By Miki Turner
Special to Page 3
LOS ANGELES -- The Solid Rock Gym, "Home of Sergio 'The Latin Snake' Mora," is located on the corner of Whittier Boulevard and Hendricks Avenue, about six miles east of downtown, in a section of L.A. that, let's just say, you wouldn't find on the map for movie stars' homes.At first glance, you might view this intersection as the corner of Distress and Despair. It is, after all, East L.A.
But look past the abandoned buildings and stucco houses with barred windows. This largely Hispanic community boasts some of Southern California's best Mexican fare, a plethora of mom-and-pop shops and neighbors who know each other's names.
It might not be Beverly Hills, and it might be the "hood," but it's also home to Sergio Mora, one of 16 contestants on NBC's new boxing-themed reality show, "The Contender," which premiered on Monday.
Mora, 25, has spent his entire life here, just a stone's throw away from the small but immaculate gym that might serve as his ticket out. But this is no cash-and-carry deal. Mora, whose introduction to boxing began by beating on his "homies" at backyard barbecues, fine-tunes his craft daily by working out for more than 2½ hours with his trainer of 10 years, Dean Campos.
Despite an impressive résumé that includes the 2000 Olympics and a 12-0 middleweight record, at the time he auditioned for "The Contender," the fighter had no manager and no contract. He was broke and living "like a vagrant."
Now, he's relying on his skills to earn him an opportunity to fight at Caesar's Palace and the $1 million payout "The Contender" promises its winner. But to get there he'll have to win every fight. There's no voting off, no second chances.
In addition to fulfilling Mora's boxing fantasies, winning the contest would help him provide a better life for his 60-year-old mother, Inez, a bakery warehouse worker who single-handedly raised him and his three brothers. His father, whom Mora unaffectionately refers to as a "coward," abandoned the family when Sergio was just 7.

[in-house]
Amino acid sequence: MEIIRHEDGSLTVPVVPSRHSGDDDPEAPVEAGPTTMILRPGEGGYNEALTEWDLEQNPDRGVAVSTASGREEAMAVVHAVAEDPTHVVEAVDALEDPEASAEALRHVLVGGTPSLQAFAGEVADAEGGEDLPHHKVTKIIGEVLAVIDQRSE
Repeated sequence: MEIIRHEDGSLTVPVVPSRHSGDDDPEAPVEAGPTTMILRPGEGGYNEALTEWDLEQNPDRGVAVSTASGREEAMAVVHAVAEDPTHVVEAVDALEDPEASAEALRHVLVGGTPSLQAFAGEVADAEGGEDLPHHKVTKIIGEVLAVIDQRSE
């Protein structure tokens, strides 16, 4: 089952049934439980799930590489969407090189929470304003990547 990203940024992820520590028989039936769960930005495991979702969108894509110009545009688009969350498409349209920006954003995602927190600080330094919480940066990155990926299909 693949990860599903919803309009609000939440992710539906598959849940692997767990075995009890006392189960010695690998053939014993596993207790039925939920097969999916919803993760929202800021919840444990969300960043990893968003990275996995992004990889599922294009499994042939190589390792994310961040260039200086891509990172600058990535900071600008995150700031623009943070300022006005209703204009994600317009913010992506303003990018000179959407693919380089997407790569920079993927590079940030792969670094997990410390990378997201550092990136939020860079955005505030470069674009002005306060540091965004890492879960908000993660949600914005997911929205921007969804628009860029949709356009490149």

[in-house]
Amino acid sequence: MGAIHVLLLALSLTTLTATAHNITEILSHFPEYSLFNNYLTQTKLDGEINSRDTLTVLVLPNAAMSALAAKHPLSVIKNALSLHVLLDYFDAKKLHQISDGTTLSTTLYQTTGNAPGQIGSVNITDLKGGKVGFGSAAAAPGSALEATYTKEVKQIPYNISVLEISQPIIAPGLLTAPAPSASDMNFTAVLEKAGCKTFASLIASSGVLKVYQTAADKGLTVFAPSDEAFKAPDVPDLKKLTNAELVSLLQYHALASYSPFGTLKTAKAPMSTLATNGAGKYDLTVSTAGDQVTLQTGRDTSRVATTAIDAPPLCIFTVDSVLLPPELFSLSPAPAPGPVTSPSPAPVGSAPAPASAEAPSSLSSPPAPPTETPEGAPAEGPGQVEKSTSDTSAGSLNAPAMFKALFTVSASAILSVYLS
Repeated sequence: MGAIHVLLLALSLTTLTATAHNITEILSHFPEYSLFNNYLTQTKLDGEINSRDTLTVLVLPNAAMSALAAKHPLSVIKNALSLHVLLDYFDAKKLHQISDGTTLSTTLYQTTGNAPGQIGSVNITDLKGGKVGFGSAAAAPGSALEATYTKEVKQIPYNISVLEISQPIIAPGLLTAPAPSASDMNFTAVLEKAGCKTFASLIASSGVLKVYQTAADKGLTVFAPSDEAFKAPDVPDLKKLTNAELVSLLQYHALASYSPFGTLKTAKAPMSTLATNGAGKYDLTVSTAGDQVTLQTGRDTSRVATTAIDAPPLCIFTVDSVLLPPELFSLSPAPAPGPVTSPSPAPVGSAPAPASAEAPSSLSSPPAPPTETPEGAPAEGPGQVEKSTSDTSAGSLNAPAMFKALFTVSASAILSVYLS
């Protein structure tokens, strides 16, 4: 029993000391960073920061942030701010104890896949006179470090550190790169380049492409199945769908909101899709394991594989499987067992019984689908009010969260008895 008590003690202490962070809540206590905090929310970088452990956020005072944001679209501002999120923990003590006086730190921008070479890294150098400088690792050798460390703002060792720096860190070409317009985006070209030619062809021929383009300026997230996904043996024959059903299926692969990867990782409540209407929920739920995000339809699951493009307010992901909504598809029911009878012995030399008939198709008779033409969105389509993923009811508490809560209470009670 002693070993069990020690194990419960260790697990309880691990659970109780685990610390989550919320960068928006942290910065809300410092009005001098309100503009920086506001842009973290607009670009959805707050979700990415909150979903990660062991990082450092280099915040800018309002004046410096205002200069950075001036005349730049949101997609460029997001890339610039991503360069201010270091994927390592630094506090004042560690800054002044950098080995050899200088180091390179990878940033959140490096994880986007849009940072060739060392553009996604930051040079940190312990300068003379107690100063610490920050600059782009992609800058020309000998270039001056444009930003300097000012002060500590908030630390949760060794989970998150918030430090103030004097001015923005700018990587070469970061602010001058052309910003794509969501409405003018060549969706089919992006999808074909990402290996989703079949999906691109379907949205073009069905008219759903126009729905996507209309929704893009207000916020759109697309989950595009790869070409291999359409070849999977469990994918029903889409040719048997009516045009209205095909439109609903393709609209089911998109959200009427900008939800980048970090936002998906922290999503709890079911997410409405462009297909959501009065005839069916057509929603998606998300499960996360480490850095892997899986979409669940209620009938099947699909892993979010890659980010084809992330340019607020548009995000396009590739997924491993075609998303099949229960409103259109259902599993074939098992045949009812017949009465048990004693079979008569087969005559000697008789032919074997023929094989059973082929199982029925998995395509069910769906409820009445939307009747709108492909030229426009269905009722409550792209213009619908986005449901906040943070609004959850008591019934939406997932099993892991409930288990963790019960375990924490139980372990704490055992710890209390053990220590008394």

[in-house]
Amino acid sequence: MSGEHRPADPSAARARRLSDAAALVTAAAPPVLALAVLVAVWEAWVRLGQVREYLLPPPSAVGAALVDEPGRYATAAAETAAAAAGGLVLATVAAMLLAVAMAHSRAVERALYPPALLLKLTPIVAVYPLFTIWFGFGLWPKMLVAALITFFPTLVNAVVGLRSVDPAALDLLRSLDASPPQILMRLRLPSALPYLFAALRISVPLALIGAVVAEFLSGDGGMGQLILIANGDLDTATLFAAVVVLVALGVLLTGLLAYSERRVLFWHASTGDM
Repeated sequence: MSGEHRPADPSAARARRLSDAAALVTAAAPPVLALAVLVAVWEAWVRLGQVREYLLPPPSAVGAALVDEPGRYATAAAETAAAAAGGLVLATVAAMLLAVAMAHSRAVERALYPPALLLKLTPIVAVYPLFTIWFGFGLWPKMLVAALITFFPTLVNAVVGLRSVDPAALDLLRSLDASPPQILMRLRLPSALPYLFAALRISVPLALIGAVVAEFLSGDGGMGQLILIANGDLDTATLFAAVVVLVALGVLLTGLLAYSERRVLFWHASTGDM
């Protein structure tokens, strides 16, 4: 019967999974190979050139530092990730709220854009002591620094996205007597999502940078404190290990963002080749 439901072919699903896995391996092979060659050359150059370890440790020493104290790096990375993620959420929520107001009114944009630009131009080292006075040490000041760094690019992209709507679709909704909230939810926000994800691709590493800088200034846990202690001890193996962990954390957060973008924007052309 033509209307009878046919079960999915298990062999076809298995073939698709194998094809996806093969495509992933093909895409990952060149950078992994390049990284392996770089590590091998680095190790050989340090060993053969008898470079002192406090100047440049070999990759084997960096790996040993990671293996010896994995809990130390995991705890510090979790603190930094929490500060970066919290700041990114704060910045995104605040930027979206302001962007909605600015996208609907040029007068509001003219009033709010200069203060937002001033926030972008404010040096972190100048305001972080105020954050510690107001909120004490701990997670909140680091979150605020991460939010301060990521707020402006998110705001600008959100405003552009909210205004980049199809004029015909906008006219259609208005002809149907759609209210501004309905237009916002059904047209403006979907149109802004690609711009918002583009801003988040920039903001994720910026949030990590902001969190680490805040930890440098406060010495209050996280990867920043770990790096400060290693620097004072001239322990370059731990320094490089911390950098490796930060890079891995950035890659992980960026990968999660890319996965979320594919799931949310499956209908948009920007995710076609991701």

"She was so good to us. I never knew I was really poor or that not having a father was unusual because all of my friends were bastards, so I was just included with them. She had to raise four boys by herself in a one-bedroom apartment, but we thought it was the biggest space in the world! We didn't know bigger spaces existed. I remember the first time I went in a house and saw a pantry. I called it the closet with food. That's when I realized I was poor -- around 13 -- but my mother, she always gave us the best possible clothes and we never missed a meal."
Mora also credits his mother for teaching him the invaluable lesson of how to read people -- a gift that has proved essential in a sport not known for high ethical and moral standards. For instance, Mora has been approached by a lot of potential managers, but he has had the good sense to recognize when something was amiss.
"Absolutely none of them offered me one dollar," he said. "They just wanted me to sign and fight for them. In boxing, it's so corrupt that if you're not with someone, they're not going to give you fights. You're just going to end up fighting tough opponents that are out of your league.
"All we wanted was a little something -- a little trust money. If I'm going to sign with you, let me know that you're worth it. Let me know that you're going to protect me."
While "The Contender" won't protect him from his opponents, even if Mora doesn't win, the exposure stands to offer some stability.
"If I don't win, I'll see what NBC has to offer me," Mora said. "We're under contract with them, so I don't think they're just going to let you out of that contract. And, if so, I just go back to the drawing board. I'll just do the same thing that I've been doing. This was a unique and great experience. I grew a lot on the show, learned a lot about myself.
"Hopefully America got a good preview of Sergio Mora and I can do something with the recognition I got on the show."
If he does win, however, Mora's first purchase will be a new house for his mother.
"I can already picture giving her the keys in her hand just like [singer] Richie Valens did," Mora said. "I can totally see it -- only I don't want to die [in a plane crash] like he did! I want to see the smile on her face. I want to see her doing laundry. I want to see her stop working and living in a space bigger than this gym."
And that home likely will reside at the intersection of Joy and Triumph.
Miki Turner covers the fusion of sports and entertainment for Page 3 in L.A. She can be reached at email@example.com.